... snatch defeat from the jaws of an opponent's victory
There is no question that the popularity of chess continues to rise. Looking over the registration list for the 2023 DCC Fall Classic, I didn't recognize even half the names. Back in the day, Brian Wall and I could name any player in the room. Mainly because there were nowhere near as many players and it was pretty much the same players at each tournament. I'm glad to say those days are long gone. Part of the reason for the rise of popularity is chess parents have become aware that chess is good for helping their kids learn how to think. The heading photo is Chief TD Earle Wikle checking out the DGT board display.
What other game can get kids to sit still for hours :-)
So it's good to see more and more school age players taking up the game. I think the reason is the sense of accomplishment that comes with winning by what you, and you alone, did throughout the course of the game, and knowing that luck had little or nothing to do with it. When playing a game sometimes you'll see a tricky winning combination and your eyes light up. Or in a bad position, you find a way to save the game. Meaning sometimes a draw is even better than winning. When you save a lost game, you snatch defeat from the jaws of an opponent's victory :-) All this is just saying there is a thrill factor to playing tournament chess, that non-players just don't get.
In the sport of chess, the size or the age of the players doesn't matter in the least.
Speaking of scholastic players, this is from scholastic chess organizer Jesse Cohen who runs the Summit School of Chess . "I'm getting ready to formally announce that the 2023-2024 Colorado Chess League (for elementary and middle school) will be starting in November... A way to form a school team and compete against other school teams." Mr. Cohen has been promoting and organizing school team tournaments for years and years. Contact Jesse for more information.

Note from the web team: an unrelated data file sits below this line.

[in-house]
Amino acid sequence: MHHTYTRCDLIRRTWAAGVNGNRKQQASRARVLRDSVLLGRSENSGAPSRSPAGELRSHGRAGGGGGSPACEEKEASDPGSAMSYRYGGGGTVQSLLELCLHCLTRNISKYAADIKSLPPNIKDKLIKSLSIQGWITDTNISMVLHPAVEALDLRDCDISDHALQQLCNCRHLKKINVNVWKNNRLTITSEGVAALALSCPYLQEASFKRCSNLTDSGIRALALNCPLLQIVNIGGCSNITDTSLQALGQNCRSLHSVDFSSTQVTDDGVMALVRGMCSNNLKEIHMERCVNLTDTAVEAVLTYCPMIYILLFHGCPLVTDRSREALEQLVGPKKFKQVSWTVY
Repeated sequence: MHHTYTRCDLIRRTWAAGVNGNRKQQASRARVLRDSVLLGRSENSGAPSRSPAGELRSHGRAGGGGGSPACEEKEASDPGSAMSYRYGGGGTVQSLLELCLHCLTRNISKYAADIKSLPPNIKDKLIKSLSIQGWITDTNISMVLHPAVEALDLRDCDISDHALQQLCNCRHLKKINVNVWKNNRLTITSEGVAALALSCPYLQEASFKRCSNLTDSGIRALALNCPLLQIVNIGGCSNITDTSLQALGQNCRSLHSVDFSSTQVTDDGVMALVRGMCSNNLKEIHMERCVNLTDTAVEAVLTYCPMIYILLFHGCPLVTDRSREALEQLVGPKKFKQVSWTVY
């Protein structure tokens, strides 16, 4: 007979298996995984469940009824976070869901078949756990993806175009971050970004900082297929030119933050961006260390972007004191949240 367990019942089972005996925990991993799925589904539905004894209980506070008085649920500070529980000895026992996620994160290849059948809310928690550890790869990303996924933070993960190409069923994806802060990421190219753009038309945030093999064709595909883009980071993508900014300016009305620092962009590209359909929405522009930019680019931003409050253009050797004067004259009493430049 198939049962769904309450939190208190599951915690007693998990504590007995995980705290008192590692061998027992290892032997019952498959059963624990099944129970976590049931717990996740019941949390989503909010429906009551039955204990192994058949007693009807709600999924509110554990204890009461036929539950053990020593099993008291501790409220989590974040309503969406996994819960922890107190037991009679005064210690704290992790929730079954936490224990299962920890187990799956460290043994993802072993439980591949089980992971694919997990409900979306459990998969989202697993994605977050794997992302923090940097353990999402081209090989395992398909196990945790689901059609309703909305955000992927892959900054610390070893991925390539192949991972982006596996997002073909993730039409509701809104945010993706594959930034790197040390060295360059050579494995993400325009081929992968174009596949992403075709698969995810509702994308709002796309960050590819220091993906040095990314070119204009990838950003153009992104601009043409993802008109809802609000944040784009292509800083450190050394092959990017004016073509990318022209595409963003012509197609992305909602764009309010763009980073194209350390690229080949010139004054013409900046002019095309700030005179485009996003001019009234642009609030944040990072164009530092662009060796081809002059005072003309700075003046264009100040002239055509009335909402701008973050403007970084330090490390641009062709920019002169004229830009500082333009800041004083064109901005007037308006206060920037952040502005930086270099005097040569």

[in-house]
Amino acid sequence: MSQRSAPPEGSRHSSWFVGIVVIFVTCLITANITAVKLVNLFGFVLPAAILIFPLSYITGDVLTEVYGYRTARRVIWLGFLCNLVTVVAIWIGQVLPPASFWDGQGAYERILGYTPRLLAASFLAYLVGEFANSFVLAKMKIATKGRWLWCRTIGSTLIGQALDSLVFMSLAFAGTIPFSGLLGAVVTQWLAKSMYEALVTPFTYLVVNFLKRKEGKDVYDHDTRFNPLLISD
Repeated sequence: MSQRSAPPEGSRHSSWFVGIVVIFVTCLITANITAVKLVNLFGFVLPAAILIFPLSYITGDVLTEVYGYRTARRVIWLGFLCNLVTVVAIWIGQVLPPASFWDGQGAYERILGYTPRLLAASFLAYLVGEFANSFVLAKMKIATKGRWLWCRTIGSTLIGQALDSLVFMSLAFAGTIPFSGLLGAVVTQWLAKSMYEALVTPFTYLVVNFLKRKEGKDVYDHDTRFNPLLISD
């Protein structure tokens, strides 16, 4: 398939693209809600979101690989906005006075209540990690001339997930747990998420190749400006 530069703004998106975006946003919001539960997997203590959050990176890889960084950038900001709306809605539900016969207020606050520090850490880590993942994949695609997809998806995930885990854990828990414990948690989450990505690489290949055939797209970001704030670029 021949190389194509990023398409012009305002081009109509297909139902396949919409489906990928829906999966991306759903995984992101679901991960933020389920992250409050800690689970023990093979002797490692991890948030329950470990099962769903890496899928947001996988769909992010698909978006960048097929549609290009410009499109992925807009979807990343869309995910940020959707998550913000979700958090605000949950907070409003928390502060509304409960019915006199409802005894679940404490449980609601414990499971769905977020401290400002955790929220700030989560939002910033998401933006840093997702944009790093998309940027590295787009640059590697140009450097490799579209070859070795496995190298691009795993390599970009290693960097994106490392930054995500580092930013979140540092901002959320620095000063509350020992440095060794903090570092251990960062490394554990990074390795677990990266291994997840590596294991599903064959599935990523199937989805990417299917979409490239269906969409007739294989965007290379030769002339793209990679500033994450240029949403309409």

Owen Curtis (b) vs Alex Bohn (w) Last round game for the championship...
Brian Wall (b) and Richard Shtivelband (w) who appears skeptical of Brian's opening :-)
So then, all that said, on to who won a share of the huge DCC Fall Classic 4500 dollar prize fund. In the Championship section, it cannot be called anything but a big surprise that Owen Curtis - USCF rated "only" 1819 finished ahead of NM Brian Wall, NM Richard Shtivelband, and strong Expert Rhett Langseth. With 4 wins and a Round 4 bye, Owen took clear 1st place and won 600 Dollars. Well done, Mr. Curtis!!
Mr. Wall, Mr. Shtivelband, and Mr. Langseth all ended up with 4 points and they share the combined 2nd, 3rd, and U2200 prize. With each player winning 266 dollars and 67 cents. Why Rhett is sharing the U2200 prize was beyond me. It seemed that should have been extra for him alone since Brian and Richard are rated over 2200. Earle Wikle, DCC President and chief TD, explained that it was due to USCF rule 32B. Reading through the density of that was also beyond me :-)
DCC Treasurer, Luis Jimenez vs. Daniel Herman, one of Colorado's strongest players.
Of note is Alex Bohn's (rated 1846) first four games were all huge upsets. He started out with a win against NM Shtivelband, held a draw against former CSCA President, Brad Lundstrom, won against near Expert Luis Jimenez, then beat strong Expert Rhett Langseth. Only losing in the last round to the DCC Fall classic Champion, Owen Curtis. Mr. Bohn won the 200 dollar U2000 prize. Proving that you can't look at a player's rating and assume a result. As we should all know by now :-)